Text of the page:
Analyzing the Color of Transformer Oil Using Spectrophotometric Instrumentation


Posted on May 16, 2018

An engineer working for a power utility company is asked to check whether the electrical transformers in the field are working properly. Rather than looking closely at the transformers’ hardware or performing a test run of the machine, the engineer first looks at the color and clarity of the transformer oil being used. Why? Because the color of the transformer oil can tell the engineer a great deal about how well the transformer is currently operating and detect even the smallest signs of trouble before the device is powered on. Oil tests are a fast, simple, and inexpensive method for detecting operational problems in a transformer; it’s similar to checking a car engine’s oil every month or so to ensure that the engine is working properly.

Many power utility companies frequently test the color and quality of the transformer oils they use because high-quality oils can protect their transformers from damage. In fact, transformer oil tests detect an estimated 70% of incipient failures in transformers.1 Using UV-Vis spectrophotometry, engineers and on-site operations managers can quickly test the color of transformer oil to ensure that it meets exacting standards. By performing these tests periodically, either on-site or under lab conditions, power utility companies and other industries that rely on transformers can ensure that all of their equipment is operating at peak efficiency.


Color is a Sign of Oil Age and Purity

Transformer oil (or insulating oil) is used to keep an electrical power transformer cool during normal operations. Because the voltage used in electrical transformers is so high, the resulting heat can damage the transformer’s core and winding.2 The oil serves as a protective liquid barrier for the transformer’s core, allowing electricity to pass through without overheating the core. These oils also prevent oxidation of the winding’s cellulose insulation by limiting the exposure of oxygen in the system. However, although transformer oil plays a major role in the function of an electrical transformer, the oil can also damage equipment if it’s not filtered properly or changed frequently enough.

Darkened coloration is the first sign that transformer oil needs to be changed or filtered. As the oil ages, it slowly changes from a pale yellow, transparent color to a deep brown, nearly opaque shade. Most transformer oils need to be filtered or changed at least every six months in order to prevent damage to the transformer, and testing the color of the oil is one of the easiest methods to determine exactly how old the oil is and whether it will still work effectively. Generally, oil that is yellow, orange, or even somewhat red in color is fresher and will work as intended. As oil ages, it transforms to a brown or black color and its efficacy diminishes. If engineers or on-site managers fail to detect these important color changes, the transformer may be more prone to problems like arcing, corona discharge, overheating, or decreased insulation strength.3 This is why testing for color is an essential step to maintaining a fully-operational electrical transformer.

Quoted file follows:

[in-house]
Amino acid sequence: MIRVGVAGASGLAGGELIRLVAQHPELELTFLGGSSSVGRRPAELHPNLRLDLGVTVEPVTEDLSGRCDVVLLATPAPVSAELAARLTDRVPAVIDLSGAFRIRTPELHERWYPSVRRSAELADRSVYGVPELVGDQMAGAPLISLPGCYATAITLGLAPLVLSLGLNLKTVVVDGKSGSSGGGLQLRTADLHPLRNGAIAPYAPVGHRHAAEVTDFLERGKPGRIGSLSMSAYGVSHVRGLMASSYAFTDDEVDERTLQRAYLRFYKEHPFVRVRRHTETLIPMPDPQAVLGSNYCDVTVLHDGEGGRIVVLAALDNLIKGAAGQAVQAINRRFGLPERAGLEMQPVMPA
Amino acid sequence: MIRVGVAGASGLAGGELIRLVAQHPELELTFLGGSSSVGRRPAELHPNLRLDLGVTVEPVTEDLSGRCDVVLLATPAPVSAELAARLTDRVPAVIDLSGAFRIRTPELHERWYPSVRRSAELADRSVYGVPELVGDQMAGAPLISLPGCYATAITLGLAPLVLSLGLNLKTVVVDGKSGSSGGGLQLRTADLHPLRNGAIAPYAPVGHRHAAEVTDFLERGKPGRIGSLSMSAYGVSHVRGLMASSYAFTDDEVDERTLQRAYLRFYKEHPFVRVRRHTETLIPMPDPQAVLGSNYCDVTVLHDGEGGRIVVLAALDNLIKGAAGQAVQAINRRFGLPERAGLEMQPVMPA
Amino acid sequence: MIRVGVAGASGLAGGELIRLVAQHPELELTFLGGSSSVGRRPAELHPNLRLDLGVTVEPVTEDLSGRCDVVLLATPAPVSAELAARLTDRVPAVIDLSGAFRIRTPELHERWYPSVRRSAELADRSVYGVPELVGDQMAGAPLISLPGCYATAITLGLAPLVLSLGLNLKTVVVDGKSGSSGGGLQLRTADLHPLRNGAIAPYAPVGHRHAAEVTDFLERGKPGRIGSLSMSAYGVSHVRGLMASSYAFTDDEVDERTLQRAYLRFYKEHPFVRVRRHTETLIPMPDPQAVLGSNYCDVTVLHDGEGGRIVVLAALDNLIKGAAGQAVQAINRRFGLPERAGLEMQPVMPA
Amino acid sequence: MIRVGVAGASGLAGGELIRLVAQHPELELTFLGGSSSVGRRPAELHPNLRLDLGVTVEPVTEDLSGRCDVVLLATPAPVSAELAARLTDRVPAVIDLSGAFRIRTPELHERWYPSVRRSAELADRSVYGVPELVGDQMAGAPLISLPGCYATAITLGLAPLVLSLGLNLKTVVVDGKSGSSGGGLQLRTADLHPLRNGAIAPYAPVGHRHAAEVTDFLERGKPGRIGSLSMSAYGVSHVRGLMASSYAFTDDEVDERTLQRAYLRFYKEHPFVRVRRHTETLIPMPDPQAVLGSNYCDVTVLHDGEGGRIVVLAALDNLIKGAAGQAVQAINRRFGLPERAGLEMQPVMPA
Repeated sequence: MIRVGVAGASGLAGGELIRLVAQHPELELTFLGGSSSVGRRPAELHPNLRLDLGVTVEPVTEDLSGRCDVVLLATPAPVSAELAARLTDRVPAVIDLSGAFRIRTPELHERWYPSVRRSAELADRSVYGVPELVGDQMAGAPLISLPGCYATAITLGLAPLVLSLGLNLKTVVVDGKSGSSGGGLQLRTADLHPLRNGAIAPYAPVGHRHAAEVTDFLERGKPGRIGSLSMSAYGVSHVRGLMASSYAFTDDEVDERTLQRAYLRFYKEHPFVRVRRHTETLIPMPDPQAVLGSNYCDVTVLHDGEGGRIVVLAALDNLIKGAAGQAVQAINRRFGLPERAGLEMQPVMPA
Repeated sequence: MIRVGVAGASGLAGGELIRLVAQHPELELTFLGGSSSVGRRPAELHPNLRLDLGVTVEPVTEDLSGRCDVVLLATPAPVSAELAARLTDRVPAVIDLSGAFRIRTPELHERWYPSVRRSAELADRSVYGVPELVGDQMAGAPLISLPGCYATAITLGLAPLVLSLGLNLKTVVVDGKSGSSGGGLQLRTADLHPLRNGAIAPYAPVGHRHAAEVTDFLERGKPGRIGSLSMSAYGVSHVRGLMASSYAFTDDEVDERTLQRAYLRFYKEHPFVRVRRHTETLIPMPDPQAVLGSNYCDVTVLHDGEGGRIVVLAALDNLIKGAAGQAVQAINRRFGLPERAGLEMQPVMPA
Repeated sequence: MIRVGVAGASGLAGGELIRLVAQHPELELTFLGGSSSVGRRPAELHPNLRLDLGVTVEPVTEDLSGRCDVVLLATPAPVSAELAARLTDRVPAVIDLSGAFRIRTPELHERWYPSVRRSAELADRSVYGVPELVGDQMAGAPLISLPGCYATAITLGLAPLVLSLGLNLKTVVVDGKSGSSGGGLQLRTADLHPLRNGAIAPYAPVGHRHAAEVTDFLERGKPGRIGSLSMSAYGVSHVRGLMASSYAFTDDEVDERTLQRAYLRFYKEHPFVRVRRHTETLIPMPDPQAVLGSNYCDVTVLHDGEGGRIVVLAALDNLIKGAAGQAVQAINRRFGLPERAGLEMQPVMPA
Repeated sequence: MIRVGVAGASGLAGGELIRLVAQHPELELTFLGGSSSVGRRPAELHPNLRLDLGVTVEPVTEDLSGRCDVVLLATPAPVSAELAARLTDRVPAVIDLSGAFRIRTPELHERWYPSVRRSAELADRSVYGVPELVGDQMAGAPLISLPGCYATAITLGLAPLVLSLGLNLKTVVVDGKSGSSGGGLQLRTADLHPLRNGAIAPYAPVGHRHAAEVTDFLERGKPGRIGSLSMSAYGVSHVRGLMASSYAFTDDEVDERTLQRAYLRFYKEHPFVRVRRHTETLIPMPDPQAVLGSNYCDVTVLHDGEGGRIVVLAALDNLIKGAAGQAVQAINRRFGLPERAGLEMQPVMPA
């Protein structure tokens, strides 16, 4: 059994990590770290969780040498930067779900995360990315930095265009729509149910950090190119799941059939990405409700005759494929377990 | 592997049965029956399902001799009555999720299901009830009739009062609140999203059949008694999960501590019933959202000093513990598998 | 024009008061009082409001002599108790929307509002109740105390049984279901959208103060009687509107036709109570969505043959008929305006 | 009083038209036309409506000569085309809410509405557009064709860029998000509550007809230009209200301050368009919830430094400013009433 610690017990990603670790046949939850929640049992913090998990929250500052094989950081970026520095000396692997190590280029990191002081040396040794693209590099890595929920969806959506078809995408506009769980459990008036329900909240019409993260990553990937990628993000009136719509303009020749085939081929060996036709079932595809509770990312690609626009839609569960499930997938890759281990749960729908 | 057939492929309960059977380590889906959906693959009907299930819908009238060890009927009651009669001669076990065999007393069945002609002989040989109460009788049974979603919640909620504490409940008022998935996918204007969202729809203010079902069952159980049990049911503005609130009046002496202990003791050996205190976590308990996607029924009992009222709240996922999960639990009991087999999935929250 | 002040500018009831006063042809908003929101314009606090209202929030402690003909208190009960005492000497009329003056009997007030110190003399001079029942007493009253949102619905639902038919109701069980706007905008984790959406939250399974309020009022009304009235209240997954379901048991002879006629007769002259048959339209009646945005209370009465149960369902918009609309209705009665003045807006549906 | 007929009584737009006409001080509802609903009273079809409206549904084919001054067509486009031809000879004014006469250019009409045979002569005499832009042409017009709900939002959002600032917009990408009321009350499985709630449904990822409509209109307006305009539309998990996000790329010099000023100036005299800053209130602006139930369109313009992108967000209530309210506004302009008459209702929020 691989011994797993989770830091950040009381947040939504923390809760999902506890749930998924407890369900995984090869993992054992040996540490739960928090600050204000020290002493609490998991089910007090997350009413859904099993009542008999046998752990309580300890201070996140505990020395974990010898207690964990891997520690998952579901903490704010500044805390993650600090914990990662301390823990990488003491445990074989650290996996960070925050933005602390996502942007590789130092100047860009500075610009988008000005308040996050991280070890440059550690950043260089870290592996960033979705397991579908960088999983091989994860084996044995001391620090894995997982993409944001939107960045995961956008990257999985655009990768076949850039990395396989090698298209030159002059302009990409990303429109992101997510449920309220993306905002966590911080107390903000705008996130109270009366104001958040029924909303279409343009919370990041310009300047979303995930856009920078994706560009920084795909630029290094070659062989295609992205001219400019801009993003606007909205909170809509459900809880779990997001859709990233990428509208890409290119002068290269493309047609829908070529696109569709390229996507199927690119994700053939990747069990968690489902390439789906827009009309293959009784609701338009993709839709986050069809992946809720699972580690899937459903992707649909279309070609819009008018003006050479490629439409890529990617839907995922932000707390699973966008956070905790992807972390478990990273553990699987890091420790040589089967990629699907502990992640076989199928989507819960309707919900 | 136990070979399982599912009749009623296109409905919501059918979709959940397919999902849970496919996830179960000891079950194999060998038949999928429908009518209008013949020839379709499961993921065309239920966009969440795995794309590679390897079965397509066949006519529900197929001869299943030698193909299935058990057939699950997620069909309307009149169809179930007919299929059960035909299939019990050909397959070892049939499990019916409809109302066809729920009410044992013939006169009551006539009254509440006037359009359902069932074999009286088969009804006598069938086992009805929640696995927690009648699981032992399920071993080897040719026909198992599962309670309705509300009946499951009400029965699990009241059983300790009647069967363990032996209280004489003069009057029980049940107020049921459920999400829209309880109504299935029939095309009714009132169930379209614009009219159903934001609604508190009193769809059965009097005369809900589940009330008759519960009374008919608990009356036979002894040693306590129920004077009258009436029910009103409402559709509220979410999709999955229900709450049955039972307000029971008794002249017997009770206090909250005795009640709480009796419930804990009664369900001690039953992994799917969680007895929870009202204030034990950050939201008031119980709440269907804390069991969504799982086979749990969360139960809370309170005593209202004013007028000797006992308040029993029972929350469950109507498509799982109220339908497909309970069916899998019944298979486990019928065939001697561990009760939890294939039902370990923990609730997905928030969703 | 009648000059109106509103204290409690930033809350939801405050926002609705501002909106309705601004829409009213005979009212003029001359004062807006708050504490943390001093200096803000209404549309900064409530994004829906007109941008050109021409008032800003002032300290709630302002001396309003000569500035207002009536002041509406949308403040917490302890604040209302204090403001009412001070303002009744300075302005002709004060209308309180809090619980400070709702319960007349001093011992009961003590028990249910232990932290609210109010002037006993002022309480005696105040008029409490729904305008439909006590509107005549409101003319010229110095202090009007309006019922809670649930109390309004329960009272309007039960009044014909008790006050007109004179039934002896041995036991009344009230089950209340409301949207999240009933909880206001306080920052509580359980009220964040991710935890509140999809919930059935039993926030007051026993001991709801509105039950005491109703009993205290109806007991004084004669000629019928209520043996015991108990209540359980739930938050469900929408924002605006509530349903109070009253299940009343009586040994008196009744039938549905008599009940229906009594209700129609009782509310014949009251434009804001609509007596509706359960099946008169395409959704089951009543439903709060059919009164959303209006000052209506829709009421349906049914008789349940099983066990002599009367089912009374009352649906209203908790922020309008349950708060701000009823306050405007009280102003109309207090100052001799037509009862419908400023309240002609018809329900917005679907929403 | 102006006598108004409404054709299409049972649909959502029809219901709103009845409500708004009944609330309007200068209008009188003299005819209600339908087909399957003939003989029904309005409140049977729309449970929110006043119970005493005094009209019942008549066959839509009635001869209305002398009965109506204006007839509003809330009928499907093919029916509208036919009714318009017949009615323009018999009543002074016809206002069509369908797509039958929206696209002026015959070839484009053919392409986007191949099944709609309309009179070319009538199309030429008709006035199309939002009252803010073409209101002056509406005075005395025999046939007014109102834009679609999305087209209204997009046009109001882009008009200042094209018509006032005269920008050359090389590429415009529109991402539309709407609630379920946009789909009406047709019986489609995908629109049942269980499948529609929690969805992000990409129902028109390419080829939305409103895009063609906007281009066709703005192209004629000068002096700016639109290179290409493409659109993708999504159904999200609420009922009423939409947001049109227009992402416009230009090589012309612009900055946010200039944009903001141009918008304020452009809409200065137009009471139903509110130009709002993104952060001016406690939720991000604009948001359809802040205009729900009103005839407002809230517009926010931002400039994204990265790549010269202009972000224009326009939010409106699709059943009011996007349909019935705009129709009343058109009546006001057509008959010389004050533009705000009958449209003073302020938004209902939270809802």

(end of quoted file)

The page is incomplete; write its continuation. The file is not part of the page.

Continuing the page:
Without careful oil color analysis, a transformer may experience one of the many problems listed above, which in turn could disrupt normal operations and lead to greater maintenance costs. It is usually much less expensive to periodically test for oil color consistency than it is to repair a transformer after it has failed due to overheating or arcing. Moreover, it takes time to repair the equipment after it has already been damaged, which may lead to delays in service. By testing your transformer oil color and standardizing your color measurement protocol, you may be able to prevent these problems before they become more costly.

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